Hong Kong faces third-greatest housing bubble risk globally: UBS
It remains the least affordable housing market amongst cities analysed.
Hong Kong grapples with the third-highest risk of a housing bubble in the world, scoring 1.84 to tie with Amsterdam, according to the latest UBS Global Real Estate Bubble Index.
The city fell down two notches from its first place ranking in the previous year as housing bubble risk shifted towards the Eurozone. The greatest risk of a real estate bubble is currently on Munich, Germany, where real prices have more than doubled over the last 10 years, whilst real rents have risen by 40%. Toronto, Canada followed as real housing prices in the city almost tripled between 2000 and 2017.
Amsterdam tied with Hong Kong for the third spot, recording the strongest price increase of all cities in the study since 2015, noted UBS. Another German city, Frankfurt, closed the top five, with real prices soaring 11% in 2018--the highest rate amongst the cities studied by the UBS.
“In Hong Kong, momentum has abated and prices have fallen slightly since mid-2018. Nevertheless, although the city is still in bubble-risk territory, given that prices have doubled over the last 10 years, [and] there is no fundamental trend reversal in sight,” the report read.
Despite the decline in bubble risk, Hong Kong remains the least affordable housing market of the cities analysed in the study as “even skilled service-sector workers cannot afford to purchase a medium-sized flat,” said UBS.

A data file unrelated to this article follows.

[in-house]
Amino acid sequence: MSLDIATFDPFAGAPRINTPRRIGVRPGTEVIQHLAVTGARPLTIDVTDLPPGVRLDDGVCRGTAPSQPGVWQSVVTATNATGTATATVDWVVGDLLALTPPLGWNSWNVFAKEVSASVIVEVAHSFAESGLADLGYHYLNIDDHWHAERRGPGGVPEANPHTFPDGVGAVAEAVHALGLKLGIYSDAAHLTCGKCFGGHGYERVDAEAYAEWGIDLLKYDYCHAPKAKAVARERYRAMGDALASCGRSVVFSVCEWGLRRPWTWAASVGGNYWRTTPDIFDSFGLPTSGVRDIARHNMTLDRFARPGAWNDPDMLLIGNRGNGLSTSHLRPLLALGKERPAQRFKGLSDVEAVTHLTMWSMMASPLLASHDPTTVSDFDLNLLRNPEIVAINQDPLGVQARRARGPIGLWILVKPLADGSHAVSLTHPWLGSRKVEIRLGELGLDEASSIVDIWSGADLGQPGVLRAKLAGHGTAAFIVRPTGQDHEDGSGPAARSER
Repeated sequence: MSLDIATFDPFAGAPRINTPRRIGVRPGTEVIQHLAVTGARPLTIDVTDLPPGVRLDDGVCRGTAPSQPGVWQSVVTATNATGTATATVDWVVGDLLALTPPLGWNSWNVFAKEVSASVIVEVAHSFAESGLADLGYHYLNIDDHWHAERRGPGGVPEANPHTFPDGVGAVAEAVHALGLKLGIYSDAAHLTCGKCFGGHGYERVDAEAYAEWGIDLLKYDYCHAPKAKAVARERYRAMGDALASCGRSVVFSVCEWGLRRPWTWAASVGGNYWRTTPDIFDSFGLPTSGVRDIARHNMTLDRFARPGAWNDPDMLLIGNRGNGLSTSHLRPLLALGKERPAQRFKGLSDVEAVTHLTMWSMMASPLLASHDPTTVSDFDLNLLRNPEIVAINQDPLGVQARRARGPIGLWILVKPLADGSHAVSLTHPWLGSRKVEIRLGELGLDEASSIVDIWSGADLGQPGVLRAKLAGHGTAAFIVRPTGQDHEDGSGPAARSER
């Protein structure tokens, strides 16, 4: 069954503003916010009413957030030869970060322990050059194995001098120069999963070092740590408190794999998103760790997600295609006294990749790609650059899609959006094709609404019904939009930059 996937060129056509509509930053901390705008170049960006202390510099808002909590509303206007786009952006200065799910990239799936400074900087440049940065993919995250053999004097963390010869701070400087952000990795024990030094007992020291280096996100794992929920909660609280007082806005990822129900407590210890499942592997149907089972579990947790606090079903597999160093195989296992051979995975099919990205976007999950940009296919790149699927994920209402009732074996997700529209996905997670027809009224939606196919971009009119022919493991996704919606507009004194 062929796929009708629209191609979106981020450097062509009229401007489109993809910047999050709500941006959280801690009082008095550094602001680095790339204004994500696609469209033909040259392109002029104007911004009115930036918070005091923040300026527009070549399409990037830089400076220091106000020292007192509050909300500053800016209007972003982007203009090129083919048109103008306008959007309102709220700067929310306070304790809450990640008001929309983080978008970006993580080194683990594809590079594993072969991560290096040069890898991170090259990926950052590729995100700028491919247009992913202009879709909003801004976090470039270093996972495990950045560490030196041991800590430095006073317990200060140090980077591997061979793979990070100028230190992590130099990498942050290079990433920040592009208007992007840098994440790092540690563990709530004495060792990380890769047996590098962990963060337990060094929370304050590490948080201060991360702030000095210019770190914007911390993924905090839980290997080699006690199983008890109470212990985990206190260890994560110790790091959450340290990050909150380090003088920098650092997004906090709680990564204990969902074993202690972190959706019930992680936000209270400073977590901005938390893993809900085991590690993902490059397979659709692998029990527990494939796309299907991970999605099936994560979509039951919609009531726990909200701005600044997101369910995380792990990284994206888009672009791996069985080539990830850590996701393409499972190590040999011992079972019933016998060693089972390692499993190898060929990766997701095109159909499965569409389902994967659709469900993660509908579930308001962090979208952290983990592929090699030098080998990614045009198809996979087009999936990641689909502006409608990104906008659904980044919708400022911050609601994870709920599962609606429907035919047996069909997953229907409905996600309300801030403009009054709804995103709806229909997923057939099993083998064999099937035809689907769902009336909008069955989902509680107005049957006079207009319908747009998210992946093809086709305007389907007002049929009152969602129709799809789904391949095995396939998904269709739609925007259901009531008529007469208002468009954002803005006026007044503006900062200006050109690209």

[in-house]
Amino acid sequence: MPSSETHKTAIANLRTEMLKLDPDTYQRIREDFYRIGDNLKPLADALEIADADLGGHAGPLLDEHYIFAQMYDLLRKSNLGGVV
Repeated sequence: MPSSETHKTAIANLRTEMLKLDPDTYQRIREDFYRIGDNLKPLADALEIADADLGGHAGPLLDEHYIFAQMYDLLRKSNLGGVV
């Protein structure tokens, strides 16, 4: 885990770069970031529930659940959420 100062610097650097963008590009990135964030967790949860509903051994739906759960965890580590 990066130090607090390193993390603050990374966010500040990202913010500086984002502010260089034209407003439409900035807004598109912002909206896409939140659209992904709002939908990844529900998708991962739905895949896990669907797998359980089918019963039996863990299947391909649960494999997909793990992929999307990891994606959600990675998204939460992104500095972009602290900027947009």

“The weaker economic outlook has cooled residential buyer sentiment. Primary residential transactions dropped by about 40% over the summer months,” the report added. “A greater government focus on public housing will likely limit the number of new private flats coming to market in the years ahead. It should also, along with strong underlying housing demand, cap downside risk for the time being.”
UBS expects home prices to fall over the next few quarters and prices are expected to remain volatile, especially if political and trade tensions persist.
“Although growth rates recovered in the first half of the year, real prices are 2% below last year’s all-time high value. Household incomes and rents have declined slightly in the past four quarters.”
The term “bubble” refers to a substantial and sustained mispricing of an asset, the existence of which cannot be proven unless it bursts, said UBS.